We see a similar behavior in coffee shops where those customers who earn more and more vouchers by getting their free coffees are the people who are probably the kind of lowest redeemers. You know, they might redeem their coffees, but you would expect them to kind of be coming in and redeeming that as soon as they get their freebie. But actually, I think they quite like to store them up. And I think it’s about loss aversion. I think people actually don’t want to kind of lose the vouchers from their apps.
I mean, also something that makes our program different is with your reward if you want to you can send that voucher to someone else via kind of Whatsapp or Facebook or any way you want and that’s quite good for coffee because let’s say you’ve got someone like your son or daughter going to university and you want them to kind of stay on the good stuff, i.e. coffee and not on the bad stuff like alcohol or drugs. Then it’s quite nice to be able to say, I’ve got a coffee voucher here, I’m just going to share it with my friend or my family so they can go in and enjoy it because I’ve got loads of my app. I don’t need to kind of have any more. So that’s quite a kind of a nice moment.
Charlie: Yeah. I think there are so few programs that take advantage of that gifting as well. And I, we always talk to our clients about it as it’s sort of double the hit because you get the joy of getting the reward yourself and then you get the joy of giving it to somebody that you care about and also actually the joy of them then enjoying it and talking about it. So yeah, we always see it. It’s got a very big hit on on some of the attitudinal and kind of love and emotional connection metrics when you can bake that into the sort of the program DNA. It’s a great part of the program.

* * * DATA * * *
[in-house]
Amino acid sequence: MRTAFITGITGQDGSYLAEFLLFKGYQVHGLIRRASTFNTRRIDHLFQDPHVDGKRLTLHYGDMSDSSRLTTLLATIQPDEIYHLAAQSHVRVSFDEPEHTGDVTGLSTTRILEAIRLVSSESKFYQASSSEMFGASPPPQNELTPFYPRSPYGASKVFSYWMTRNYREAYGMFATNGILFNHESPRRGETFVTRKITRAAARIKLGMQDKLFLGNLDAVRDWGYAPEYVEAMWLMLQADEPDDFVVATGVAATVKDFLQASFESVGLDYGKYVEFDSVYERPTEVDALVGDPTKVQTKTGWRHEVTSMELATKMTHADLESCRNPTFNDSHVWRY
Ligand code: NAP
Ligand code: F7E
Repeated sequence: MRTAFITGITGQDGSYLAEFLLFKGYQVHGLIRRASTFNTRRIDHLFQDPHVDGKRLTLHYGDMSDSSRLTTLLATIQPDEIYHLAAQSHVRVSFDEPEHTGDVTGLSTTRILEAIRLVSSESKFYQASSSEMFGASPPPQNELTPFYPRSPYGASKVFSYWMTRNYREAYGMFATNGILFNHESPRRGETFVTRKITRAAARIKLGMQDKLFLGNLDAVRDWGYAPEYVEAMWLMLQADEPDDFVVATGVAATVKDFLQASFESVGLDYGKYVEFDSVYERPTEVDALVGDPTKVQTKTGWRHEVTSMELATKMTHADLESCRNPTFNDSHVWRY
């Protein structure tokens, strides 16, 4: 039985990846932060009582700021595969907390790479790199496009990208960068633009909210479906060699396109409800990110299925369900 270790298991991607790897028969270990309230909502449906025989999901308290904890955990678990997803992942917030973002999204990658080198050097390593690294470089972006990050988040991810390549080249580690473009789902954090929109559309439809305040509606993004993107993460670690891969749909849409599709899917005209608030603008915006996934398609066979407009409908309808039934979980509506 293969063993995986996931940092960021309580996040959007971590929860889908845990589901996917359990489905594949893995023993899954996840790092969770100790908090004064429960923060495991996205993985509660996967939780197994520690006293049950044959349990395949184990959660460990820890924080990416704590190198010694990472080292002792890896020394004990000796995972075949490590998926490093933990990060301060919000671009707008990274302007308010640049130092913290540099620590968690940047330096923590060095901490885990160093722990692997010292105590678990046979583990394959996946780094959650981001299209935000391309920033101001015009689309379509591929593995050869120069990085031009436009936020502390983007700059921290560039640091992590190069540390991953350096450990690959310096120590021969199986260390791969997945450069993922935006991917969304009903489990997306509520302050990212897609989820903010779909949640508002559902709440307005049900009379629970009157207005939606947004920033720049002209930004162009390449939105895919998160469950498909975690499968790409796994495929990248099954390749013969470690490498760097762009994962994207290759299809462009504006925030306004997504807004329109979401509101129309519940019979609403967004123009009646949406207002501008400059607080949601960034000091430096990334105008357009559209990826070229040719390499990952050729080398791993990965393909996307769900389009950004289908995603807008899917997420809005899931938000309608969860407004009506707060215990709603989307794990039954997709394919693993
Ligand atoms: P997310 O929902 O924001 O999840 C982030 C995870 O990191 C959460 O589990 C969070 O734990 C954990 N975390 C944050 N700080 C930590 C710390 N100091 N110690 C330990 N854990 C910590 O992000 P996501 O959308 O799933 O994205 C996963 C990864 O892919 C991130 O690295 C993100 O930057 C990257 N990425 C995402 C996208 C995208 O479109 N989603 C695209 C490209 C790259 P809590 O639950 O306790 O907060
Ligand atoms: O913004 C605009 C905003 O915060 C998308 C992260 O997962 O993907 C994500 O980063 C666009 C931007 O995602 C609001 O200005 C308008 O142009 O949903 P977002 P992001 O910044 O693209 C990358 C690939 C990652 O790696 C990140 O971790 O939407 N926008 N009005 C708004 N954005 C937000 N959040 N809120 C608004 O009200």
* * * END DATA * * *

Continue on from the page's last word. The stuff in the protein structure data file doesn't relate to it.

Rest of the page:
James: And often that customer who’s receiving it might also be new to the program as well. So you get that extra benefit of it being a kind of a new customer.
Charlie: And hopefully they’ll come in and order some cake as well at the same time.
James: Yes, absolutely.
Charlie: And bring a friend and then you create this lovely virtual circle. And what other sort of trends are you seeing in the industry? I know coffee is somewhat strange, you know, one of the sectors that’s kind of right out at the front and, you know, has the most variety of types of programs as well in Britain. What sort of trends are you seeing?
James: Yeah, I think particularly in coffee and QSR, I think there’s definitely a an acceleration in people launching loyalty programs. I mean, I’ve been doing this for quite a long time now, so, I see it as being quite cyclical, so people do get quite excited by new trends, but I kind of rushed out to buy the Sunday Times recently because they were promising this article and kind of new trends in loyalty and what new brands were doing.
And when I kind of read it, it was really all about brands moving away from discounts. So straight discounts more into loyalty programs. I don’t really think that’s new. I think it’s just quite cyclical and people just often try to trade themselves out of problems by deploying different strategies. And sometimes that’s discounting and sometimes it’s loyalty benefits. So, that’s certainly something that I’ve seen quite recently. You’ve got people like Pizza Express doing less discounting, going into more loyalty, which is really great. But then, we’re talking in the week where I’ve just been bombarded with Black Friday deals.
So as a customer, that can be quite discombobulating almost because it’s like, do you want my loyalty or do you just want my quick buck? It’s almost like fighting for both promiscuity and loyalty at the same time. But as I say, I mean, there’s not a lot that I’ve seen that’s new other than actually in groceries it’s quite interesting at the moment because I think something that is working quite well is where a grocer might be having a kind of price for their, let’s say club card member or their loyalty card member and a price for a non member. And I think that’s one quite interesting to me because it’s a great way to get people into the program because it’s really putting the incentive front and center.